Traffic Congestion Clogs Quality of Life

The West used to be the Big Sky Country, an area of wide open spaces, but all that has changed. Traffic congestion and the accompanying delays are a fact of life in many communities and for many U.S. adults. And, surprisingly, those living in the West find traffic even more onerous than those living in the East, Midwest or South. Just over one-third (37 percent) of Americans overall say that traffic congestion is a serious problem in their community, and in the West that figure jumps to more than half. In contrast, just 21 percent of Americans say traffic congestion is not a problem at all, according to a recent survey by Harris Interactive.

There are marked differences between regions when it comes to consumers' views on traffic. Just one-quarter (26 percent) of those who live in the Midwest and 32 percent of those in the South say traffic congestion is a serious problem. In the East, over one-third (37 percent) call traffic congestion a serious problem, and in the West those considering it a serious problem jumps to 56 percent. It is also a problem that has many Americans throwing up their hands in resignation. One-quarter of all Americans say traffic congestion is a serious problem that is not being addressed, while just 12 percent say it is being addressed.

Since approximately a third of consumers nationwide consider traffic congestion a serious problem, it begs the question: Would U.S. voters accept a congestion tax of the kind recently instituted in London? While the new levy has not led to armed rebellion in the U.K., Americans do not appear to be nearly as ready to embrace such a measure in their cities. Two-thirds (66 percent) of adults oppose such a tax with half (51 percent) saying they strongly oppose it. Just 22 percent say they support it. Even among those who say traffic in their community is a serious problem, most would not support such a tax. Only three in 10 (29 percent) of those who say traffic is a serious problem support a congestion tax while 61 percent oppose it.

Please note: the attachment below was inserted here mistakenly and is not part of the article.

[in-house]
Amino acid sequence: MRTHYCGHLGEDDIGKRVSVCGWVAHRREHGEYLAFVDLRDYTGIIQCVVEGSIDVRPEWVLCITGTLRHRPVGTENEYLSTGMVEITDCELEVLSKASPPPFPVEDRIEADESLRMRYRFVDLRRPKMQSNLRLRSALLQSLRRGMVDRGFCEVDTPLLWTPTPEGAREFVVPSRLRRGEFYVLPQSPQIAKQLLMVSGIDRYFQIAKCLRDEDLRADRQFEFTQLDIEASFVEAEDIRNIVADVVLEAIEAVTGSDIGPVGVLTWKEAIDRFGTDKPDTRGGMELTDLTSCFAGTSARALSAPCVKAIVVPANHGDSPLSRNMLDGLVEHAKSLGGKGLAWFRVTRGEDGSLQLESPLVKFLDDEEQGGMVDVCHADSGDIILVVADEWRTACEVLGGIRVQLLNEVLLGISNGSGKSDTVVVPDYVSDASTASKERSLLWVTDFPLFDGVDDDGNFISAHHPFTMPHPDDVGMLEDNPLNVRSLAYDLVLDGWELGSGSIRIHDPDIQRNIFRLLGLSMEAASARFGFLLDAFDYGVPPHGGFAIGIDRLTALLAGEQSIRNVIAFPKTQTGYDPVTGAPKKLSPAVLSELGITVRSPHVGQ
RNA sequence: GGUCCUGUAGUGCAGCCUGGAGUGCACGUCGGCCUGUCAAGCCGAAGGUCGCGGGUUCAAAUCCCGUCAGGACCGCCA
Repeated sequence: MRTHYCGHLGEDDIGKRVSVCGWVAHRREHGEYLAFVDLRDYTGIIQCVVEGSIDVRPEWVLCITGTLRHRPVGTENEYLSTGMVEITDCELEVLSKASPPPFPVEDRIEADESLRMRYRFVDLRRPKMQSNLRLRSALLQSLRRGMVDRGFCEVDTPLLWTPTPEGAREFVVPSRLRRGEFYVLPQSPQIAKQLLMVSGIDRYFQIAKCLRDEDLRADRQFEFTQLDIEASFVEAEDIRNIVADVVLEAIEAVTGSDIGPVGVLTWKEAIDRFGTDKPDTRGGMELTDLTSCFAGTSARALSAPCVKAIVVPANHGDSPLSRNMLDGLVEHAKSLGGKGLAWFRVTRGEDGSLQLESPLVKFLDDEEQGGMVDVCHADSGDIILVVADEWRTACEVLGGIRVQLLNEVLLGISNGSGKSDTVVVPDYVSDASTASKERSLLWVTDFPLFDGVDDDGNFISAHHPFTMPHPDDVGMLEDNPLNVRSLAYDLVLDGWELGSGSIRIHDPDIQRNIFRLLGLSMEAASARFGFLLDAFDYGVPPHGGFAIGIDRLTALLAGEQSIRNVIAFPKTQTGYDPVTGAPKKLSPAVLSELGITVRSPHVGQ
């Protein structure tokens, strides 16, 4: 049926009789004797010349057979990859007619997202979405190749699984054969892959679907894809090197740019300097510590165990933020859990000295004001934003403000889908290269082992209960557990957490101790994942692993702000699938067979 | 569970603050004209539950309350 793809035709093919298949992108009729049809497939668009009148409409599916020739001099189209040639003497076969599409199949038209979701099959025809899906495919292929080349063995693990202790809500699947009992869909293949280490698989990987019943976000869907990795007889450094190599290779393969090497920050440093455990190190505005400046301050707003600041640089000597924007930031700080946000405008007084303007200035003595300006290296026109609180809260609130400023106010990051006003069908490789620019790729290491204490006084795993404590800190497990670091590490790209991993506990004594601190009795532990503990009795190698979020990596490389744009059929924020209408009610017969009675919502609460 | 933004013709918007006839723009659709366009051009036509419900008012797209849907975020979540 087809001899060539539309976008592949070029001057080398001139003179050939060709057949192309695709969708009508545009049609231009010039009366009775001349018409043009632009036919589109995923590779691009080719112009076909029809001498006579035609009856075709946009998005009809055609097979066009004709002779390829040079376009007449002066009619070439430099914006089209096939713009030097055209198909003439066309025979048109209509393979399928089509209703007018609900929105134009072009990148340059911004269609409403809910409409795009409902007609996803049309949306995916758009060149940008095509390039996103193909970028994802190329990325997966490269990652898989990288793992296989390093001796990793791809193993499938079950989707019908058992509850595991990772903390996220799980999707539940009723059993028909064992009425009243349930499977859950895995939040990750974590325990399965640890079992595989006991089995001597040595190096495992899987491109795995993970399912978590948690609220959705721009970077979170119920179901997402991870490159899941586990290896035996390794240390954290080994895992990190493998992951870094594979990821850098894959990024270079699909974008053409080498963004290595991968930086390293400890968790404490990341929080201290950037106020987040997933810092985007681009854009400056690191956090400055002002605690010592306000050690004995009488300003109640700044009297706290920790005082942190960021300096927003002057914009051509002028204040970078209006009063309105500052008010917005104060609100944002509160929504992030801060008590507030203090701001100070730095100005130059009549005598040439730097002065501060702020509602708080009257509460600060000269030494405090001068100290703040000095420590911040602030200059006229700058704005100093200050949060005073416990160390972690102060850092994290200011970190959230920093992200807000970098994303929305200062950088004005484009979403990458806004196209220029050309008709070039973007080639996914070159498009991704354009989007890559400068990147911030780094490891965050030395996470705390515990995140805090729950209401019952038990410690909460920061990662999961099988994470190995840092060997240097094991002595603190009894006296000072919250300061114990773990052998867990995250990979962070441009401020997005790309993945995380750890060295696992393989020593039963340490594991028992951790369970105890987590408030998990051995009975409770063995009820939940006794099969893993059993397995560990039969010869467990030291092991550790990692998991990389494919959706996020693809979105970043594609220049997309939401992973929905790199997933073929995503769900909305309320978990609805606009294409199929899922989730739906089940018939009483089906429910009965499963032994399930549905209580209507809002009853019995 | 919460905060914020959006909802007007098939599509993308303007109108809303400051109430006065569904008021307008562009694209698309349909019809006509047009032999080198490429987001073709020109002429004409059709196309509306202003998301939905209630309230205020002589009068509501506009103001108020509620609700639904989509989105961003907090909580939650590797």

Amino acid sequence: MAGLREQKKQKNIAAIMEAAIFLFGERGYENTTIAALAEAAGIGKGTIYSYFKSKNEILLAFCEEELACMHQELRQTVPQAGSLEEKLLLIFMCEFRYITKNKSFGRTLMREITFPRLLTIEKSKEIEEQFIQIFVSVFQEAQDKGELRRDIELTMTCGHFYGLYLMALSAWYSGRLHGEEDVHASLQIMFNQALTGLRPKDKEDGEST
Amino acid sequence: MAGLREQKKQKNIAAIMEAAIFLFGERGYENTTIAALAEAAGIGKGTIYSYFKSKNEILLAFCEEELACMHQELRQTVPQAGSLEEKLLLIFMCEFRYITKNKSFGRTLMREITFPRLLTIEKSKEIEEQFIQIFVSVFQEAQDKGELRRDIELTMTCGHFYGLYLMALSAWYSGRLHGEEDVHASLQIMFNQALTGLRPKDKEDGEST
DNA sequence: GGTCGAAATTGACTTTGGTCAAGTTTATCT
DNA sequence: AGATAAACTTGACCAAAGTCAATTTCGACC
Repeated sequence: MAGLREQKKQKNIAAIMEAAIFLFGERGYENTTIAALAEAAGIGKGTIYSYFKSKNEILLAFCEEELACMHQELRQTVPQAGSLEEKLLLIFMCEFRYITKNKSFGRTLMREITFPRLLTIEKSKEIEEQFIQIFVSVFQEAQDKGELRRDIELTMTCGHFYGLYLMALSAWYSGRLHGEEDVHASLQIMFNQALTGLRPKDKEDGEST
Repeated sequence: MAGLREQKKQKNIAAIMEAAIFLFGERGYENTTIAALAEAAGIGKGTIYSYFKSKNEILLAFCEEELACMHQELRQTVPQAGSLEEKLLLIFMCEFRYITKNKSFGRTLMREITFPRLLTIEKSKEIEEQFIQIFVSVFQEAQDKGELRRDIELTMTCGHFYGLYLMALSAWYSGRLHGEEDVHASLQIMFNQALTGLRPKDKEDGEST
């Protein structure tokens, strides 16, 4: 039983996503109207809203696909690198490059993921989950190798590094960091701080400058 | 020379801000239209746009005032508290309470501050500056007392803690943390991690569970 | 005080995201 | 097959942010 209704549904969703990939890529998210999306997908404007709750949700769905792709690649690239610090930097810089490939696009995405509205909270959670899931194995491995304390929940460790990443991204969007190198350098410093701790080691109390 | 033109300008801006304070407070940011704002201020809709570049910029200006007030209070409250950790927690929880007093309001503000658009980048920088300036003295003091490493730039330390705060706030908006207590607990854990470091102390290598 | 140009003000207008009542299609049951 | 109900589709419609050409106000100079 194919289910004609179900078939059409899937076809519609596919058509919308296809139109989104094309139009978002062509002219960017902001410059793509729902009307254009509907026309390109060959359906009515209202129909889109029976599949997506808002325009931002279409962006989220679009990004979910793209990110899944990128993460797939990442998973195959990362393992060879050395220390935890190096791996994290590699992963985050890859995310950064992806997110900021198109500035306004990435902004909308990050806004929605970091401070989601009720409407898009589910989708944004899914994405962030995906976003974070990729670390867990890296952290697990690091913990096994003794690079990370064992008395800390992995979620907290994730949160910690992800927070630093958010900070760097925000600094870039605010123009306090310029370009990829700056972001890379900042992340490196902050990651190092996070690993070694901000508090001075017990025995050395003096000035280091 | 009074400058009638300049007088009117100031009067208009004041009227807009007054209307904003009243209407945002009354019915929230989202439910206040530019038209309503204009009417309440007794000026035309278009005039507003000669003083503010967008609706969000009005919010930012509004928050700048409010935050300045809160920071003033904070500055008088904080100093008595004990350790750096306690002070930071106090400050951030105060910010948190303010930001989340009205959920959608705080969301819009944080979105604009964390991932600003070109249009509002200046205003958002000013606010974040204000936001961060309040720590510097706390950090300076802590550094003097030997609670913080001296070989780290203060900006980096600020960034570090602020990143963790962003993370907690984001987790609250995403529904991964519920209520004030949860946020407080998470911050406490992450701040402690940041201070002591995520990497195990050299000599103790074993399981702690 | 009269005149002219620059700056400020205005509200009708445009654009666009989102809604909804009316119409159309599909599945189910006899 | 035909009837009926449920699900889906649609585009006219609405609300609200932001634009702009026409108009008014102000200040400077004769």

Another method to limit energy use and deal with traffic congestion is by housing choice. Asked if they would be willing to pay a higher price for a new house that would reduce energy use and could also reduce their monthly heating and cooling bills, seven in 10 U.S. adults say they would be willing to pay more for such a house and only 19 percent said they would not be willing. Baby boomers and echo boomers (born between 1982 and 1995) are slightly more likely than other generations (73 percent and 72 percent, respectively) to say they would be willing to do this. People, however, were not asked how much more they would be willing to pay.

Interestingly, those who use public transportation are much more likely to say traffic congestion is a serious and unaddressed problem in their area, although the fact there is public transportation for them to use seems to address traffic issues. Still, over two in five (44 percent) of those who use public transportation to get to work call traffic congestion a serious and unaddressed problem. At the same time, fewer than one-quarter (23 percent) of those who drive themselves to work share this sentiment. According to the Harris Interactive analysis of the data, this may reflect the greater use of public transportation in larger cities.

Based in a large city himself -- Cleveland -- Driving Today Contributing Editor Luigi Fraschini writes frequently about traffic and other quality-of-life issues like the inability of finding decent pizza in California.